This is the story of Mrs Frances Bunn who very generously left the hospice a gift in her Will, as written by her great-niece Jenny Hambling.
“When my great auntie Frances told me that she would be leaving a gift in her will to St Elizabeth Hospice, it came as no surprise. Frances had been fundraising for the hospice for over three decades and she remained a dedicated supporter right up until she died at the age of 96 last year.
“A few years before the hospice was opened, Frances’s husband Ken was diagnosed with a terminal brain tumour. Fortunately, with the help of the district nurses, Frances was able to care for him in their own home, ensuring he had quality of life, but she knew that this wasn’t possible for everyone. The experience made Frances realise the importance of having a hospice in the local area and after Ken died, she began fundraising towards the building of St Elizabeth Hospice.
“She never stopped; if she wasn’t baking cakes to sell, she would be holding raffles, doing tin collections and sponsoring bricks. But that was my auntie Frances all over, she was so kind and caring, she wouldn’t think twice about helping anyone in need. As a family we joined in with the fundraising too; we all took part in the very first Thorpeness Heritage Walk, and we would all donate any loose change that we had to the hospice.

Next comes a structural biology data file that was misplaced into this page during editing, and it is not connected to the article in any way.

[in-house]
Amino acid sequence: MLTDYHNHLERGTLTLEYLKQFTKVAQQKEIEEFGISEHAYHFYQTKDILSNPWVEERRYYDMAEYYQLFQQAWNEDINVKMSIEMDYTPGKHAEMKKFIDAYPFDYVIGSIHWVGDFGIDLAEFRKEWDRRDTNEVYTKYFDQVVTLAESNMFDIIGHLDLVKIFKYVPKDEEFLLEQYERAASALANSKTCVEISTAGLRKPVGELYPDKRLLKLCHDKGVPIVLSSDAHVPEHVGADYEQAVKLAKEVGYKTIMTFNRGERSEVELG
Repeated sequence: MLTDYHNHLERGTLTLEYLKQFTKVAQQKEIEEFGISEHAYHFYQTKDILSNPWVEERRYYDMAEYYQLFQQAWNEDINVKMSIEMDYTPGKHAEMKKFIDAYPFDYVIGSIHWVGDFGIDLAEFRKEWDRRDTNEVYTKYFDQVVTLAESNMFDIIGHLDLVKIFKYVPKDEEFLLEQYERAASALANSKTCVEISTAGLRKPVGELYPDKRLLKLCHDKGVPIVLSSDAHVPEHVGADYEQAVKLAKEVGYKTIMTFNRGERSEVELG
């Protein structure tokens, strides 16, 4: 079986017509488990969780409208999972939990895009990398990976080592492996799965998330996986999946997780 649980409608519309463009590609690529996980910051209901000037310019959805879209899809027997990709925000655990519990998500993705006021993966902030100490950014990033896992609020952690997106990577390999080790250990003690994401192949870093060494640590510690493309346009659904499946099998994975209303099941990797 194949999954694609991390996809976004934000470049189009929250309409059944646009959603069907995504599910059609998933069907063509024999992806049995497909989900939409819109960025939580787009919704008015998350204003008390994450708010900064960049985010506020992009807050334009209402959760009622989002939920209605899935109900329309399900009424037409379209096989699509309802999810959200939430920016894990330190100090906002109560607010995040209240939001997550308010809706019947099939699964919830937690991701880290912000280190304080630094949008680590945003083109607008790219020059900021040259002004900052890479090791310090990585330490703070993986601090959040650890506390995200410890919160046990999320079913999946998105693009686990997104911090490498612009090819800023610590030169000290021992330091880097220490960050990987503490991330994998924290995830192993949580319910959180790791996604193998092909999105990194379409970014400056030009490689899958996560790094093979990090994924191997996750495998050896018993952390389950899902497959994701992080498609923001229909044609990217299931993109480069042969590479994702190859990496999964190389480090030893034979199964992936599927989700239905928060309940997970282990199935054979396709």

“When the hospice was finally built in 1989, Frances was overjoyed and she received a letter and a poem thanking her for all of her support. And over the following years, the hospice was there for our family when sadly Frances’s brother and, years later, my mum Margaret, were both also diagnosed with brain tumours.
“I remember my mum loved going to the day care sessions at the hospice and Frances would often pop in to see her and make a donation. During her final months mum received palliative care from the incredible hospice community team and we were so grateful that she was able to remain in the comfort of her own home.
“Frances led a very busy and active life. She loved working at Ipswich hospital where she would make fresh rolls and cups of tea and coffee, but she always made time for a chat. Frances always felt a sit down with a cuppa helped to get patients talking with their loved ones.
“I think it’s very fitting that auntie Frances’s legacy is helping St Elizabeth Hospice to continue to support those with terminal and progressive illnesses as it is an organisation that was so close to her heart.”